Cart and pendulum Lagrangian question.

1. Jul 7, 2012

AbigailM

After finding the equations of motion of a pendulum in an accelerating cart:

$\ddot{\phi} + \frac{acos\phi +gsin\phi}{l}=0$

,the method that Taylor uses in Prob 7.30 for finding the small angle frequency, is to rewrite $\phi$ as $\phi_{0}+\delta \phi$. Then you can use a trig identity in the equation of motion to get the frequencies.

My question is what is the reasoning for rewriting $\phi$ the way we do?
To me it looks like just the amplitude since $\phi_{0}$ is just the angle that the pendulum makes with the normal when it is at rest relative to the cart.

Thanks.

Last edited: Jul 7, 2012
2. Jul 8, 2012

cepheid

Staff Emeritus
I've been mulling over your problem.

If you just do a vertical force balance, and a horizontal force balance, between the tension and the weight, you'll find that there is an equilibrium angle at which the pendulum will hang, given by $\phi_0 = \arctan(a/g)$. You can also obtain this by setting $\ddot{\phi} = 0$ in your equation of motion.

Now, I think what your author is investigating is, what happens if we perturb the system around this equilibrium point? With what frequency will the pendulum oscillate around it? So in other words he's saying, let's add a small perturbation $\delta \phi$ to the system so that the new angular position is $\phi = \phi_0 + \delta \phi$. That's the motivation for doing this.

By the way, it's been a while for me, and I can't figure how to set this up using Lagrangian methods. Maybe you can enlighten me? I know that L = T - V, but I'm not sure what do as far as choosing the generalized coordinates, or accounting for the constant acceleration. The way I did it was to first transform into the non-inertial frame of the cart, and then use Newton's laws to arrive at the equation of motion. Specifically, I said that $\sum \tau = I \alpha$, where $\alpha = \ddot{\phi}$ and then solved. I had to add in a horizontal pseudo-force of magnitude ma in the direction opposite the acceleration of the cart in order to explain what was countering the gravitational torque at equilibrium. I got the same equation of motion as you, except that my $g\sin\phi$ and $a\cos\phi$ terms were of opposite sign.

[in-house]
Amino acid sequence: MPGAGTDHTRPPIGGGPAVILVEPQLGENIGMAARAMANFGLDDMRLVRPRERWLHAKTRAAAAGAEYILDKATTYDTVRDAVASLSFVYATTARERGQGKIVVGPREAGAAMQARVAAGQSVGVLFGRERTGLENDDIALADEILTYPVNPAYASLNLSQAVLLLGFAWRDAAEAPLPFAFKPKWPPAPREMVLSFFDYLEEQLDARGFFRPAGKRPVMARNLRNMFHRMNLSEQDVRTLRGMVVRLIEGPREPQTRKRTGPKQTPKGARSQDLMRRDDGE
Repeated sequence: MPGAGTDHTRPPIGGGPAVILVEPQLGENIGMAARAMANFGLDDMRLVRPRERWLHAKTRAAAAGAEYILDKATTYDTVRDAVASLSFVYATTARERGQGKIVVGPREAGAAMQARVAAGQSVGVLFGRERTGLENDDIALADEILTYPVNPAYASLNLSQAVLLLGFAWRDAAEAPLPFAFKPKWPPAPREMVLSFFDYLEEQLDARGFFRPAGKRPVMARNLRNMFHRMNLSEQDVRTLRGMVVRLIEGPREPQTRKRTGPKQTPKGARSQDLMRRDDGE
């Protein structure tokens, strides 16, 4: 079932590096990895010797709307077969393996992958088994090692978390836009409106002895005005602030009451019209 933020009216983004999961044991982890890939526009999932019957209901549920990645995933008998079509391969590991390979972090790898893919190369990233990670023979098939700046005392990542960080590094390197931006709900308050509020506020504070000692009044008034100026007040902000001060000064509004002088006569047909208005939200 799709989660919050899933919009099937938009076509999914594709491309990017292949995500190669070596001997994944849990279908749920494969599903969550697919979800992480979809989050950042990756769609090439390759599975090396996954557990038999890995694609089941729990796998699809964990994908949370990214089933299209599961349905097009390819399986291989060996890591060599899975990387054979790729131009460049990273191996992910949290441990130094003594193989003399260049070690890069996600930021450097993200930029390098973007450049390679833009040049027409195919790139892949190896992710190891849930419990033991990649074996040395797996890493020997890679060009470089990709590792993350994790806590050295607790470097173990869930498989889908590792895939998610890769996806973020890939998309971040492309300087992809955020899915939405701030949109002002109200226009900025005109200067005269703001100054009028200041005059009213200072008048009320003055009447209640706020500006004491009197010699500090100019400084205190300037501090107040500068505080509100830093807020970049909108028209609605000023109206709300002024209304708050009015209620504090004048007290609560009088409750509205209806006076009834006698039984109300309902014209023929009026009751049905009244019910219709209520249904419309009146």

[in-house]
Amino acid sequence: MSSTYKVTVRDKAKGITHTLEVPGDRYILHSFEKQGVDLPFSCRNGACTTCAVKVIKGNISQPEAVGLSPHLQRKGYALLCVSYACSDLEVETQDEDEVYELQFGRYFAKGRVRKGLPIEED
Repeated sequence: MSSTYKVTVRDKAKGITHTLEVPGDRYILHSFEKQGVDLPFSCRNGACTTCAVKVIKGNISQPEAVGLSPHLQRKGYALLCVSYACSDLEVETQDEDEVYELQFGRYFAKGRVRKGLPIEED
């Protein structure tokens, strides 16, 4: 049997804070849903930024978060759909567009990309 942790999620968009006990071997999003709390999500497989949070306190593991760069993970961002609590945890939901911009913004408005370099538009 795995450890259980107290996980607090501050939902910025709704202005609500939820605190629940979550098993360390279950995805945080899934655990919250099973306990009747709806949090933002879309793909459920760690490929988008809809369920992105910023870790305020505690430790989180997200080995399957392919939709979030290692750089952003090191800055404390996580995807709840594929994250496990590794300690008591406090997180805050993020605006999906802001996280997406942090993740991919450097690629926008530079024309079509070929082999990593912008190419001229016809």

3. Jul 8, 2012

AbigailM

Thanks for the help cepheid! That makes sense. ugh a botched sign I hate those. Hrmmm I've never tried your method. The only other method I've seen is where this problem is solved in Taylor Ch9 using $m\boldsymbol{\ddot{r}} = \boldsymbol{F}-m\boldsymbol{A}$, for solving non-inertial problems.

So for this problem using the lagrangian I started in cartesian coordinates finding positions and velocities for x and y, then converting to $\phi \hspace{2 mm}and\hspace{2 mm} \dot{\phi}$ for my generalized coordinates.

$x=lsin\phi +\frac{1}{2}at^{2}$

$y=-lcos\phi$

Calculate the derivates and then $v^{2}=\dot{x}^{2}+\dot{y}^{2}$

The potential energy is $-mglcos\phi$

The lagrangian is:
$\frac{1}{2}m(\dot{\phi^{2}}l^{2}+2at\dot{\phi}lcos\phi+a^{2}t^{2})+mglcos\phi$

Source: "Problems and Solutions on Mechanics" by Yung-Kuo Lim.

Last edited: Jul 8, 2012